As the coaching carousel prepares to spin, plenty of spinning is happening regarding the potential candidates for the various openings. (The expected range of total jobs is six to eight.) The media laundry machine has offered up plenty of names of potential head coaches — far more names than there will be openings.
This year, plenty of current or former college coaches have been linked to NFL jobs. More than usual.
From Michigan’s Jim Harbaugh to former Ohio State coach Urban Meyer to Northwestern coach Pat Fitzgerald to Minnesota coach P.J. Fleck, reports are linking guys with college ties to these NFL vacancies. And for good reason. Last year, Panthers owner David Tepper blew up the entry-level coaching compensation curve with the deal given to former Baylor coach Matt Rhule.
Seven years, $62 million. Nearly $9 million per year. Guys who otherwise would be inclined to be the king of a college town can now be paid a king’s ransom at the NFL level, if Rhule’s contract becomes not an aberration but the start of a trend.
It remains to be seen whether other owners would give that kind of money to an incoming coach, especially from the college ranks. Agents will try to make Rhule the new floor, teams will paint Rhule as the aberration, especially when it will be easy to hide behind pandemic-related losses to justify not paying huge money.
Regardless, that’s the easiest explanation for the sudden influx of names of college coaches who are supposedly drawing interest in NFL jobs and/or are trying to draw interest from NFL teams. And that’s why, once things get rolling next week, even more names could surface, whether it’s Oklahoma coach Lincoln Riley, Ohio State coach Ryan Day, Stanford coach David Shaw, Penn State coach James Franklin, Notre Dame coach Brian Kelly, and Iowa State coach Matt Campbell.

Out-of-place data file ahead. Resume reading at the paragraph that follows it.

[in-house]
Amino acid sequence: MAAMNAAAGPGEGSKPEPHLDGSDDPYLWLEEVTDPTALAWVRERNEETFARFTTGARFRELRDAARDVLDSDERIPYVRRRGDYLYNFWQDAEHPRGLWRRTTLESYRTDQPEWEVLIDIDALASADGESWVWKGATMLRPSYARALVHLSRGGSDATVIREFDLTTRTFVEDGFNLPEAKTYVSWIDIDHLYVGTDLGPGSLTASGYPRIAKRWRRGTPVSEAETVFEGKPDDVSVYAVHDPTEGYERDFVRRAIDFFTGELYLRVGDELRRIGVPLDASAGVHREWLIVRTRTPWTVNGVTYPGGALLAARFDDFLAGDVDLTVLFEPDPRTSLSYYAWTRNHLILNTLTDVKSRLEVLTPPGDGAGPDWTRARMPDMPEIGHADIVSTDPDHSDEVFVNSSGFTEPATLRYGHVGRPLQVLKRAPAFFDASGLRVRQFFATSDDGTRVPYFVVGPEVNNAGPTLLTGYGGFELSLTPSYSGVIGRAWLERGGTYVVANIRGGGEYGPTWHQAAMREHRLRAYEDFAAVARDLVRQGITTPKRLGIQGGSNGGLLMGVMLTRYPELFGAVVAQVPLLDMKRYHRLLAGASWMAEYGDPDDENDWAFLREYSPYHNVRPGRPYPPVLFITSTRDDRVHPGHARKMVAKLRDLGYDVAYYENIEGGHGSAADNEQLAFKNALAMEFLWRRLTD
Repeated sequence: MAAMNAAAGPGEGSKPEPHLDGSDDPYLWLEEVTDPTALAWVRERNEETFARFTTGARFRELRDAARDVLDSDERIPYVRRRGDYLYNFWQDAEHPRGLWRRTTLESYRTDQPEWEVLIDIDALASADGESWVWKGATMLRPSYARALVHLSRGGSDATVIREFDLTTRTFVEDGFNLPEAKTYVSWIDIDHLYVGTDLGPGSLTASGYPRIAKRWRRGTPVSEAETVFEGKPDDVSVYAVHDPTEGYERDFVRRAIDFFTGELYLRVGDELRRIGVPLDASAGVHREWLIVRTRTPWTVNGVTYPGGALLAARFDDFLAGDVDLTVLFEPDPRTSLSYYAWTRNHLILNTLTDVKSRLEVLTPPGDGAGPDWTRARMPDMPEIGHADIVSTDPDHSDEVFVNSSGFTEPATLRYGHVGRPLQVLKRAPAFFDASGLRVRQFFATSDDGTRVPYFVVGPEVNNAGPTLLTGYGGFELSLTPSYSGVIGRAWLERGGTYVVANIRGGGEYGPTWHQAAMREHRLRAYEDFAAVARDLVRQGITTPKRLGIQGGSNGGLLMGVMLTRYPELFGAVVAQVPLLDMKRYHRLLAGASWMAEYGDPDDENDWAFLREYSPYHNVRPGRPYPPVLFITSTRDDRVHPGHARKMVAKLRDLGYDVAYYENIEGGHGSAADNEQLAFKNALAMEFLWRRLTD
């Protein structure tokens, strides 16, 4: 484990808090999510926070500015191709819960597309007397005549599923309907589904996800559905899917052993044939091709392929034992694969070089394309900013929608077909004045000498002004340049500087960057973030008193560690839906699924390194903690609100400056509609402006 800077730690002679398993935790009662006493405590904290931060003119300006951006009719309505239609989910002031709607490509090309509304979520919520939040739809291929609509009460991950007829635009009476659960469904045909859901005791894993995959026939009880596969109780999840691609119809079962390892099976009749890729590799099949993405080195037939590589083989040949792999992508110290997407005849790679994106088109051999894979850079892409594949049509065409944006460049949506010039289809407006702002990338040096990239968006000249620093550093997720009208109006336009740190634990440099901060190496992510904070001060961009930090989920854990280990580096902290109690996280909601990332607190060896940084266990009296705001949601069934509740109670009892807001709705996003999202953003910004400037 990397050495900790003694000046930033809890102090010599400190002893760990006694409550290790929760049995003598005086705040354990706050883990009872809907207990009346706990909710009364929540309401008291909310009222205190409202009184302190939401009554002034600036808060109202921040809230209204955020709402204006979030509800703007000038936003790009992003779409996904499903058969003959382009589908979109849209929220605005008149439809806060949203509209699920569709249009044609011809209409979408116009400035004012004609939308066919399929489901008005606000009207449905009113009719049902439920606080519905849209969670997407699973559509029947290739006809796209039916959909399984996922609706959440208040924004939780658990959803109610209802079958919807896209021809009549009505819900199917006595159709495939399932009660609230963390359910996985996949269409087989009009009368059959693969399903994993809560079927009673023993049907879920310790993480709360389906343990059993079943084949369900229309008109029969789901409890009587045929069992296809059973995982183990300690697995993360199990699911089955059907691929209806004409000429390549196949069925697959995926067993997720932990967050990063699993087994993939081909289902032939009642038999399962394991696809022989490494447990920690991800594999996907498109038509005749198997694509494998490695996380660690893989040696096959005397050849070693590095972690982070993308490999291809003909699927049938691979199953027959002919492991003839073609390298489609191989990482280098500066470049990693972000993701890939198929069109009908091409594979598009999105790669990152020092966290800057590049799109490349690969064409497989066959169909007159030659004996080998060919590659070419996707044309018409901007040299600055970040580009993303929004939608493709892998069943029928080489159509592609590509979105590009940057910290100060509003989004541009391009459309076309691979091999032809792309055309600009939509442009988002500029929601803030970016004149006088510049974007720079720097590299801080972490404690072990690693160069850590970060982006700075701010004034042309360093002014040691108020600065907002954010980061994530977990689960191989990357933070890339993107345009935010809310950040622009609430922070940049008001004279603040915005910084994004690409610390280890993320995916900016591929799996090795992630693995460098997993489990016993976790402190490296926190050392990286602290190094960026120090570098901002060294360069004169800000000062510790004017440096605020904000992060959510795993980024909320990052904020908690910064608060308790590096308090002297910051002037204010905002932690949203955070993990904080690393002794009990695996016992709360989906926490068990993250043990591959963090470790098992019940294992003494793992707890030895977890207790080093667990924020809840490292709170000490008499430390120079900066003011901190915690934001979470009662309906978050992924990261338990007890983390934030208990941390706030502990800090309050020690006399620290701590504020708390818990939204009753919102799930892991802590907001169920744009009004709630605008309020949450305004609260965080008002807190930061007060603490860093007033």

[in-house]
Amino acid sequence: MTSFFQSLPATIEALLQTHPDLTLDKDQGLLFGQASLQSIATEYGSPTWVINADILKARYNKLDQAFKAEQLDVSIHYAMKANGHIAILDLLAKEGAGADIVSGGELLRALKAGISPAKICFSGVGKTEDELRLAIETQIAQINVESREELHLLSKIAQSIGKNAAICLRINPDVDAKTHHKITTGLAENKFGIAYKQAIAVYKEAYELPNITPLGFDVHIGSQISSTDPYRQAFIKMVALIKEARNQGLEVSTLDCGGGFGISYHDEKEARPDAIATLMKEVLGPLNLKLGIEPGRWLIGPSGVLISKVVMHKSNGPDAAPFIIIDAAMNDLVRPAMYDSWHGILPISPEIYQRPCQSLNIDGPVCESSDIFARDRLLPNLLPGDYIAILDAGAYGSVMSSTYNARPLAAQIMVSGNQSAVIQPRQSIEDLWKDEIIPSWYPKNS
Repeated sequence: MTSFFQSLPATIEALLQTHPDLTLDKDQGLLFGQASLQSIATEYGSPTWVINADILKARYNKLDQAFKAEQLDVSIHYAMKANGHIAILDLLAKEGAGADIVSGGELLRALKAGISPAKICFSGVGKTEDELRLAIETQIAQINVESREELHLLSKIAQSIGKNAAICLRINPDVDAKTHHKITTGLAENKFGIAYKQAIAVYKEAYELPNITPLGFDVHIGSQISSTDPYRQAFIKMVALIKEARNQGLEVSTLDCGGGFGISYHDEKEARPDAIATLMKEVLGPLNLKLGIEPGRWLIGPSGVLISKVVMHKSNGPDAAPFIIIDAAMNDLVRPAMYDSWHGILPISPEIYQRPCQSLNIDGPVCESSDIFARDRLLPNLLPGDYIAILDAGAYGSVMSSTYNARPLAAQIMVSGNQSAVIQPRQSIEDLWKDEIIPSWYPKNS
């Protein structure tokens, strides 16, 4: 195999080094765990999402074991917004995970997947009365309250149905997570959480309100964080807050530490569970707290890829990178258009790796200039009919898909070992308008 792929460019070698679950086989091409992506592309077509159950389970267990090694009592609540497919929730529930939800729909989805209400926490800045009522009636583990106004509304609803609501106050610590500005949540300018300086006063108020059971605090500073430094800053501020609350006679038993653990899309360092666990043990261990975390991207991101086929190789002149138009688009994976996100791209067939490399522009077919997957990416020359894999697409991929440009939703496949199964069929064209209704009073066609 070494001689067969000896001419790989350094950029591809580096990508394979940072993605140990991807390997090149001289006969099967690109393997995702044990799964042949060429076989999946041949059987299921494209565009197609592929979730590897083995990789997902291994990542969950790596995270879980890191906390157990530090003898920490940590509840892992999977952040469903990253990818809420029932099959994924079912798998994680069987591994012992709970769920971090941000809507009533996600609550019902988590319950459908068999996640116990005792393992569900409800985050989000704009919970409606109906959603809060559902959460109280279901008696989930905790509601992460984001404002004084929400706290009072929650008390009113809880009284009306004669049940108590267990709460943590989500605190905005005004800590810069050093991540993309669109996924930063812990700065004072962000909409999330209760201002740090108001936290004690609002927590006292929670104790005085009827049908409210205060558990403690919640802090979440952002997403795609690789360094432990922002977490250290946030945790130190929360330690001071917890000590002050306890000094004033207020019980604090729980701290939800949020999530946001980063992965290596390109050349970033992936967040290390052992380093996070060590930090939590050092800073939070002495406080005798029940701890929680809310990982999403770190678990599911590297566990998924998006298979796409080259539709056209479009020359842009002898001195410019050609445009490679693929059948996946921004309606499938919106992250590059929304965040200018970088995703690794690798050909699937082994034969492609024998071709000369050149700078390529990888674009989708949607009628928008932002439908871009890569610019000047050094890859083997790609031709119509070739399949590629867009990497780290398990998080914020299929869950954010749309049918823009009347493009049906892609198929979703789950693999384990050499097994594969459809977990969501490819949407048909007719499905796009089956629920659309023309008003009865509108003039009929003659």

There was a time when college coaches wanted to never have their names attached to any NFL jobs, so that they could always tell every group of incoming players that they will be right were they are for the next four or five years. That dynamic has changed, with coaches now willing to tolerate the potential for negative recruiting in order to either get a job in the NFL, or to parlay potential interest elsewhere into a raise.
That’s the other angle to consider. Even if a coach wants to stay where he is, there’s value in creating a market elsewhere. There’s a potential extension and a hefty raise in it. Especially if the Rhule contract has raised the bar in the NFL.
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